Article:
Antarctica, airplanes and earthquakes
So for the past two days we’ve been chilling in Christchurch. We’d heard from a Couchsurfer in Auckland who had been studying in Christchurch that the town centre was like a third world country due to the recent earthquakes that struck tragedy right through the heart of the city. Aside from a small section of the city centre and some outer suburbs we, thankfully, did not find this to be the case. The city was vibrant and full of life and the people are still some of the kindest we’ve met even with the constant threat of more quakes (we managed to sleep through a 3.5 graded ground shaker). A good example of its vibrancy was the Icefest that we came across whilst on our way to make use of the free parking at the Botanic gardens (we parked here yesterday and today saving ourselves the $3 an hour fee everywhere else in the city).
The Icefest was a festival dedicated to celebrating Christchurch’s role in Antarctic exploration and the history of its discovery. We learnt a lot from the free boards about people like Shakleton and Scott and some of the artefacts they had on display were incredible. Sadly though most of the exhibitions had a cost and so being strapped for cash we decided to skip over these.
We had good fun in the Gardens during the time we spent there over the two days. There was an astounding array of different areas for what was quite a small space and we spent a relaxing couple of hours exploring them. There are also various sculptures around each section giving an idea of what to expect such as the giant rose outside the rose gardens. Having done all our exploring on the first day, the second day after the short lived Icefest we headed straight for one of the grassy areas and promptly fell asleep surrounded by tranquillity and peace.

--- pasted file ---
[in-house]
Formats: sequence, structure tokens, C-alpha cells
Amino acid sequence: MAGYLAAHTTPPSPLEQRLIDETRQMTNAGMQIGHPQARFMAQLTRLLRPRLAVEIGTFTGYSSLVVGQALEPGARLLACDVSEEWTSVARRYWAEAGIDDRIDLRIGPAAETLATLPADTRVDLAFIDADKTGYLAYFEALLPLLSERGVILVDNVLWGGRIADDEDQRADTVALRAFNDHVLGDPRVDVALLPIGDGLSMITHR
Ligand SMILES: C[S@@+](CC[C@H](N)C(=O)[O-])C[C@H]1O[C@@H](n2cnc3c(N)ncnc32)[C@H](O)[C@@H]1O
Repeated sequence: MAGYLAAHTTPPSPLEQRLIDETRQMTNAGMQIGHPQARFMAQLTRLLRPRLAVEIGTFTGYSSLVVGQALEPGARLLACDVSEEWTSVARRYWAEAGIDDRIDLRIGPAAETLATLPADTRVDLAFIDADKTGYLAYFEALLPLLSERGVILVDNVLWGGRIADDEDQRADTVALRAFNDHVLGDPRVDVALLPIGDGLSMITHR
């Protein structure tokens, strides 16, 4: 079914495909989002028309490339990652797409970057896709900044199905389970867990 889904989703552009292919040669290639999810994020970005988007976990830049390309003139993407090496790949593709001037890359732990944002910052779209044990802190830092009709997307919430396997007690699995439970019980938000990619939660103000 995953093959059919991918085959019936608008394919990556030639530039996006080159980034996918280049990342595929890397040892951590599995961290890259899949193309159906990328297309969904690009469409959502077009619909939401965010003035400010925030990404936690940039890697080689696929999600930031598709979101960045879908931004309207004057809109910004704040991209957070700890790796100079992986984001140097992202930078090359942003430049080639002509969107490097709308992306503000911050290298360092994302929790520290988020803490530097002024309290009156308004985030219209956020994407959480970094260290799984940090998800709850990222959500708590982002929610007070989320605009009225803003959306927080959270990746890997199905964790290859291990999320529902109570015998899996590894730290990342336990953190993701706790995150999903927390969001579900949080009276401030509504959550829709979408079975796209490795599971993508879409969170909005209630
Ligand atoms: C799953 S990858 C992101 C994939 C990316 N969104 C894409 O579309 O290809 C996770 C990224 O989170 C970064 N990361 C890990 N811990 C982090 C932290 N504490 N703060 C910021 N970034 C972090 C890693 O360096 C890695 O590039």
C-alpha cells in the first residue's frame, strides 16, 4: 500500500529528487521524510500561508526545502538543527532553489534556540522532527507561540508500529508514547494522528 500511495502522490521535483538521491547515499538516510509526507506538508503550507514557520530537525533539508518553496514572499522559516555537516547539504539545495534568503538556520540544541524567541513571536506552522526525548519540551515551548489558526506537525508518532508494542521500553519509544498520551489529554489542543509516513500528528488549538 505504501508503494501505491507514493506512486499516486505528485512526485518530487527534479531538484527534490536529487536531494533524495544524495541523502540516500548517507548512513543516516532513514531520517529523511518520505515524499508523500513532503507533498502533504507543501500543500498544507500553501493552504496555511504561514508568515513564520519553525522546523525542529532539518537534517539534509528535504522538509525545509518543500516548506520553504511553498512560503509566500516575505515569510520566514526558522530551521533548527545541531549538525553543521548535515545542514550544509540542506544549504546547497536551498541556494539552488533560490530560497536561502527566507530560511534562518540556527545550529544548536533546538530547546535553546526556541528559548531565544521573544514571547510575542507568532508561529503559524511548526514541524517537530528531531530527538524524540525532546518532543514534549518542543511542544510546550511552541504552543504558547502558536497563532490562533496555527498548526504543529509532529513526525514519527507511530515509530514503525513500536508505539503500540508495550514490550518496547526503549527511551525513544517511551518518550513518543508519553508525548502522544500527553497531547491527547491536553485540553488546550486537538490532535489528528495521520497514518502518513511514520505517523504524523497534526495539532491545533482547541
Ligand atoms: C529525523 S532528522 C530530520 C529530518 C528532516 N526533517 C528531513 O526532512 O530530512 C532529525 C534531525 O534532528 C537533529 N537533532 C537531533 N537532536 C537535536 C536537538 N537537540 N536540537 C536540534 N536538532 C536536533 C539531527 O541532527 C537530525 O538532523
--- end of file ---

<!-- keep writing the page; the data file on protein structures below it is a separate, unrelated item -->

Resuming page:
Alex had noticed on one of the maps the RNZAF museum and so after a bit of begging we went to see some old boys toys. We got there just in time to go on a one hour Behind the Scenes tour, which brought a light to Alex’s inner soul. Rach did however enjoy some of it as we were led around the ongoing restoration projects and other finished pieces that wouldn’t fit into the museum. After the tour we only had an hour left to run around the museum looking at all the planes, set off alarms (Rach), make pretend machine gun noises (Alex) and have a dance to wartime music (both guilty). It was a really well thought out place with just the right number of aircraft and brilliant info to accompany them. We were having such a good time that we had to be almost dragged out by one of the museum staff come closing!
And along with the closing of the museum our time in Christchurch has come to an end and so onward, ever onward, to Tekapo.
Rex’s Rules of the Road
- The only place we could find any free parking was in the Botanic gardens.
- Be careful of the one way system in the city centre, we found it challenging at times.
- Because of the earthquake damage, if you’re going anytime soon be aware that there may be road closures to navigate around.